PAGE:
The parliamentary interpellation session kicked off Thursday with the ruling and opposition parties clashing over key issues in the June 4 local elections.
The main opposition New Politics Alliance for Democracy honed in on the candidate nomination system for local elections, and again urged President Park Geun-hye to follow through on the issue. Although Park had pledged to abolish the system as part of her political reform measures, the ruling party has since moved in the opposite direction, saying that abolishing candidate nominations may be unconstitutional.
“Who decided to backtrack on abolishing the nomination system?” the NPAD’s Rep. You Sung-yop said, grilling Prime Minister Chung Hong-won on the issue. You was referring to the ruling party’s decision to forgo candidate nominations in the April by-elections but to reintroduce them for the local elections.
“The president, who is a symbol of principles and trust, should request that the Saenuri Party uphold the pledge, and if the party refuses she should leave the party.”
You went on to press Chung, asking whether he would advise the president to request that the system be abolished or else leave the ruling party.
Rep. Song Ho-chang, one of NPAD co-chairman Rep. Ahn Cheol-soo’s closest associates, backed up his party’s demands by pointing out the negative aspects of the system and referring to it as “modern day slavery.”
Under the candidate nomination system, a political party’s leaders exert nearly absolute influence on the selection process.
Citing current and past examples of bribery and figures close to the president interfering in the candidate selection process, Song said that parliamentarians’ power over the nominations was the fundamental cause of candidacy-related corruption.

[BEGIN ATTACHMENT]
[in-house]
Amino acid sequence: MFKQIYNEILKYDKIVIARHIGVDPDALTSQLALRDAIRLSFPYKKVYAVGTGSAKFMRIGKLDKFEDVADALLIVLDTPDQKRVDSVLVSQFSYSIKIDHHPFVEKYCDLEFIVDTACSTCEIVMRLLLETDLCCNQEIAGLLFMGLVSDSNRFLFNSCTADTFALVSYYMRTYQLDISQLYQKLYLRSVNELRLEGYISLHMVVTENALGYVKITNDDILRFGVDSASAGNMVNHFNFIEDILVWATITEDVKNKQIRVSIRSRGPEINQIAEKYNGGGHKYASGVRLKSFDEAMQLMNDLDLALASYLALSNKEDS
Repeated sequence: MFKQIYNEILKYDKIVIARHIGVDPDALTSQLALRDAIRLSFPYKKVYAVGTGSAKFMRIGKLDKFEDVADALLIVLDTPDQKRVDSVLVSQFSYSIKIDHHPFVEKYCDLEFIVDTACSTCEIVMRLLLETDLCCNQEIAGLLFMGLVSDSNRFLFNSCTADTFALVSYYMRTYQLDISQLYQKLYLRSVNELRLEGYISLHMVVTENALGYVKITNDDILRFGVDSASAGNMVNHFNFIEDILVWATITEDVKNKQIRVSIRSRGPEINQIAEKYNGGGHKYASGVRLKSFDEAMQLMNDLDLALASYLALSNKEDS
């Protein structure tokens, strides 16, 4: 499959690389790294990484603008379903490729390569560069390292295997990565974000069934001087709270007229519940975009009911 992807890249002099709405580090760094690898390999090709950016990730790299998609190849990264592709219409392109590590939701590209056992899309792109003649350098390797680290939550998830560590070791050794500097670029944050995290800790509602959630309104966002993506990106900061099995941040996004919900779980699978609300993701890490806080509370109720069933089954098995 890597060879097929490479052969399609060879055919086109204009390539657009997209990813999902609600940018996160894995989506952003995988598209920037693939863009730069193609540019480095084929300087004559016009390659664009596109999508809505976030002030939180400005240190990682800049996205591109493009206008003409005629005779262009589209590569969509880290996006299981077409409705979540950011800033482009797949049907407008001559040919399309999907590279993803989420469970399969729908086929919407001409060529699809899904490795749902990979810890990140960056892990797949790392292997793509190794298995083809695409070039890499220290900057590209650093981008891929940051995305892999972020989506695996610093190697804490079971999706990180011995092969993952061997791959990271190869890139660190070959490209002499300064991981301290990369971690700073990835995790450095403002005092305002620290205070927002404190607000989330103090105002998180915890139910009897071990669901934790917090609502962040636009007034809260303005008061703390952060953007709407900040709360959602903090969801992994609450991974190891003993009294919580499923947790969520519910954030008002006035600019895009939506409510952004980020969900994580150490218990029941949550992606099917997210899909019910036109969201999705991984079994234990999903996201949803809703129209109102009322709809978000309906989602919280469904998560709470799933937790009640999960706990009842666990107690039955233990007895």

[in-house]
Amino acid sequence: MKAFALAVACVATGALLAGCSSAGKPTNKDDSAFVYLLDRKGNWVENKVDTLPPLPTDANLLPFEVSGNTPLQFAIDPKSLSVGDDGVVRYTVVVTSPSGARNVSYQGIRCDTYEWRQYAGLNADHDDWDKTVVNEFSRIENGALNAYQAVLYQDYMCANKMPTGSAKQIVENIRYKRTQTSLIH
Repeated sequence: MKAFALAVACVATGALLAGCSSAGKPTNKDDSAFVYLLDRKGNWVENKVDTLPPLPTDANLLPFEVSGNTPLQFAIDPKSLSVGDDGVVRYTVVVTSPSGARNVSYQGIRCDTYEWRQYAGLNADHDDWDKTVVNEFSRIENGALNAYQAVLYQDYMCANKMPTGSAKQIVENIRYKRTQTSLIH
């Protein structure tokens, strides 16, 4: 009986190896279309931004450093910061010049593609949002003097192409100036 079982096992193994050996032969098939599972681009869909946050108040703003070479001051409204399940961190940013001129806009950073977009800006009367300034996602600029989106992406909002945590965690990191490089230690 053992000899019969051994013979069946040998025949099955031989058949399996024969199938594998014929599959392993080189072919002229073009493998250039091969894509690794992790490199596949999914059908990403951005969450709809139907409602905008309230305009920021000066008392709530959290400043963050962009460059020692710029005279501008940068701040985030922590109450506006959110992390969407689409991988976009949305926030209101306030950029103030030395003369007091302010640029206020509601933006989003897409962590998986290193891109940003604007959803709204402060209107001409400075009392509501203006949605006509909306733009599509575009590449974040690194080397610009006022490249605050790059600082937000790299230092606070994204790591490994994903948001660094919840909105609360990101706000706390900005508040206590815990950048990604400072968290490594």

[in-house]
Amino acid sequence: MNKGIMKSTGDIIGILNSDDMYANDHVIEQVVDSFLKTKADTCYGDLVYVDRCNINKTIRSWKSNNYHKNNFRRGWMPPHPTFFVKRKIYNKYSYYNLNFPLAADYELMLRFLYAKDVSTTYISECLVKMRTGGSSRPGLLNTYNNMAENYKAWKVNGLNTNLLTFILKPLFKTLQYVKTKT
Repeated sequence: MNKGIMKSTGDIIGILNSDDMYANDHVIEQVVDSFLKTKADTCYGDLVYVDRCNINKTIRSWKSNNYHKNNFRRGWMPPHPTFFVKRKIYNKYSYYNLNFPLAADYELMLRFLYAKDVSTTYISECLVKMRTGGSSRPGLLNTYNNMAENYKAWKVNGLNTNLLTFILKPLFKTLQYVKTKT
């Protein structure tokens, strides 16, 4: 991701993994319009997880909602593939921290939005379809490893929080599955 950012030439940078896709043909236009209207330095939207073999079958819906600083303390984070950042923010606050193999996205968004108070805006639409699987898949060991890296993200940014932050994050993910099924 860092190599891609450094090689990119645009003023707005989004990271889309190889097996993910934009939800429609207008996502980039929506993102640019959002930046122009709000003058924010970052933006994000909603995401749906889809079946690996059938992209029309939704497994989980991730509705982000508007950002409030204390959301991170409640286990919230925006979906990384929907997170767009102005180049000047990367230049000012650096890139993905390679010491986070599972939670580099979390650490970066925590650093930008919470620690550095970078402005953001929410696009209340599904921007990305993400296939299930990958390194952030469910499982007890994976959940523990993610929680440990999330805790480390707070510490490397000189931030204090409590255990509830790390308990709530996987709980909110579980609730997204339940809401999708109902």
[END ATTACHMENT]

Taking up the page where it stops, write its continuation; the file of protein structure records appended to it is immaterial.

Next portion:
Along with the candidate nomination system, developments surrounding Yoo Woo-seong proved a key issue in Thursday’s session.
The NPAD pressed its demands for a thorough investigation, the scope of which would include National Intelligence Service chief Nam Jae-joon.
Rep. Park Beom-kye of the main opposition raised doubts about the results of the prosecution’s investigation, saying that the highest level of the spy agency should be probed. Yoo is a former Seoul City official of North Korean-Chinese decent accused of spying for Pyongyang. In appealing a lower court’s acquittal of Yoo, the prosecution used forged Chinese government documents provided by the NIS.
Ruling party lawmakers, in contrast, focused on the charges faced by Yoo.
“The primary issue is determining whether Yoo is a spy, and the investigation into evidence forgery comes next,” Saenuri Party’s Rep. Kim Do-eup said.
Kim also claimed that a large number of ethnic Chinese living in North Korea operate as middlemen in transferring money into the North and gathering information for Pyongyang’s authorities.
By Choi He-suk (firstname.lastname@example.org)